By ICC’s Pakistan Correspondent
9/30/2014 Washington D. C. (International Christian Concern) – “We are still sad for our beloved ones who scarified their lives in the church last year,” Bishop Humphrey Peters, leader of the Anglican Church in Peshawar, Pakistan, told ICC in an interview during the first anniversary of the All Saints Church bombing. “We salute and pay tribute to them for their contributions in strengthening the local church and witnessing that Jesus is the Savior.”
On September 22, 2013, two suicide bombers connected to the Pakistani Taliban detonated themselves in the outer courtyard of All Saints Church in Peshawar. Around 600 Christians were leaving the Sunday worship service, which had just concluded when two bombs exploded. This terrorist attack resulted in 98 official casualties, although this number is greatly disputed, and over 150 other Christians suffering major and minor injuries.
Bombing Victims Remembered
Around 1,500 Christians belonging to different denominations commemorated the 98 victims of the All Saints Church bombing in a prayer service, which lasted throughout the day on September 22, 2014. An exhibition of paintings made by the late Noel William, a Christian artist killed in last year’s bombing, also took place in the church compound.
A local Christian organization launched a petition demanding protection of Christians and their places of worship. The petition was signed by renowned religious and political leadership as well as human rights activists and local Christians who attended the proceedings at All Saints Church.
All the church-run educational institutions remained closed in Peshawar on the anniversary of the bombing. Besides offering prayers in the church, the grieving families also visited the graveyards, showering flower petals on graves and lighting candles for the loved ones they lost.
Christians across Pakistan also staged peaceful rallies and organized candle vigils to commemorate the victims of the bombing. The rallies demanded more protection for Christians and equal rights in Pakistan.
An Uncertain Future for Christians in Peshawar
When asked about the future of Christians in Peshawar, the Bishop was pessimistic; however, despite the insecure and often perilous situation for Christians in Pakistan, the Bishop emphasized that they have and must continue to play vital role in the betterment of Pakistan and its troubled society.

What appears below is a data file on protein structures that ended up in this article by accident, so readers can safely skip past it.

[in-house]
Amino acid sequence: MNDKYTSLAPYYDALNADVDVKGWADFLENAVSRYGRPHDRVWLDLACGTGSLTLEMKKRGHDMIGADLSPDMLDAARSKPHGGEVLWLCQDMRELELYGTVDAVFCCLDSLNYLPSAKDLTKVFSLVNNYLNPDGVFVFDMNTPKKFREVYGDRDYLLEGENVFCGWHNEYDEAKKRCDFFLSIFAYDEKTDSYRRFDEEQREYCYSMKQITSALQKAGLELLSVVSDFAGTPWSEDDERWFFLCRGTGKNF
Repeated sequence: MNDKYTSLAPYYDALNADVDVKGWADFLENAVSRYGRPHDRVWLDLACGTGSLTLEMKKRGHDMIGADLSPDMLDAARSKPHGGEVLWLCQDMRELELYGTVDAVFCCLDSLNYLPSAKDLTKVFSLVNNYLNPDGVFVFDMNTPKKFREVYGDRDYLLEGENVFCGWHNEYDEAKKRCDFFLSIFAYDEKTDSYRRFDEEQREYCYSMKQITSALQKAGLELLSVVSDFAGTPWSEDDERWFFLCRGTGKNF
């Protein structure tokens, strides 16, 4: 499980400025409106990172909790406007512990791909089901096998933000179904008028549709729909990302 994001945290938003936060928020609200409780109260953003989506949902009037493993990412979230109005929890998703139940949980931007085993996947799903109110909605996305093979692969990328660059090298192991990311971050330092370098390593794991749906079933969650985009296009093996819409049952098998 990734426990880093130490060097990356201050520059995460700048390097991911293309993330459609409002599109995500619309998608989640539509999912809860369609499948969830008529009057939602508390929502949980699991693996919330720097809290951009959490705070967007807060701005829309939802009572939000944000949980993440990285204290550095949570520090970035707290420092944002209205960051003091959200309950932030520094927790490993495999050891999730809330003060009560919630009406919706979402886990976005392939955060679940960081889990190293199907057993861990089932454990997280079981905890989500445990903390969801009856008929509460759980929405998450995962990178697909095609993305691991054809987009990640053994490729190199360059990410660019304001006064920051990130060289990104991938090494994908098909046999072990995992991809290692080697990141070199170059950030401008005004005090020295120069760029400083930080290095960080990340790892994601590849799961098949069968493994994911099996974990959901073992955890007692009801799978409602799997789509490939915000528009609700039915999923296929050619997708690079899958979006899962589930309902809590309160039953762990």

“Keeping [the recent] wave of religious extremism in view, I am doubtful for a safe future for Christians in Peshawar,” Bishop continued. He also urged authorities to take more practical steps for the protection and security of Christians across the nation.
Talking with ICC, Father John William, a local Christian leader in Peshawar, said, “Apparently, the situation of Christians in Peshawar is unfavorable. However, I hope that if we educate our youth and make them competitive in every field of life, we can survive in this society. Otherwise, I foresee no future for Christians.”
Talking with ICC, Mr. Gulshan Bhatti of the Awami National Party criticized the government for ignoring the Christian community on the first anniversary of the single most deadly attack on Christian in Pakistan’s history. He pointed out that not a single government official visited the Church leadership for condolences during the many ceremonies held in remembrance of last years bombing.
“Hundreds of Christians are seeking asylum in different countries and Hindus are migrating to India; this proves that religious minorities are insecure,” Bhatti explained to ICC.
Mr. Fredrick Azeem Ghouri, a Christian Parliamentarian in the Provincial Assembly of Khyber Pakhtunkhwa added a different view. According to Azeem, “Terrorists do not belong to a specific religion, they are damaging the overall society, which has affected almost every family of the province; Therefore Christians should not detach themselves from this scenario.”
“Keeping [the] bombing of All Saints Church in view, one should not come to a conclusion that only Christians are unsafe, because Muslims and their mosques are also the targets of the extremists,” Azeem explained.
Despite this split in opinion, many fear for the future of the Christian community in both Peshawar and Pakistan more generally. Religious extremism and religiously motivated violence against Christians and other minorities continues to escalate dramatically. Christian persecution in Pakistan is very real and has touched the lives of countless Christians in Pakistan, including the community affected by last year’s bombing of All Saints Church. In response, the Global Church and the international community must take notice of this persecuted community before it is too late and it disappears altogether.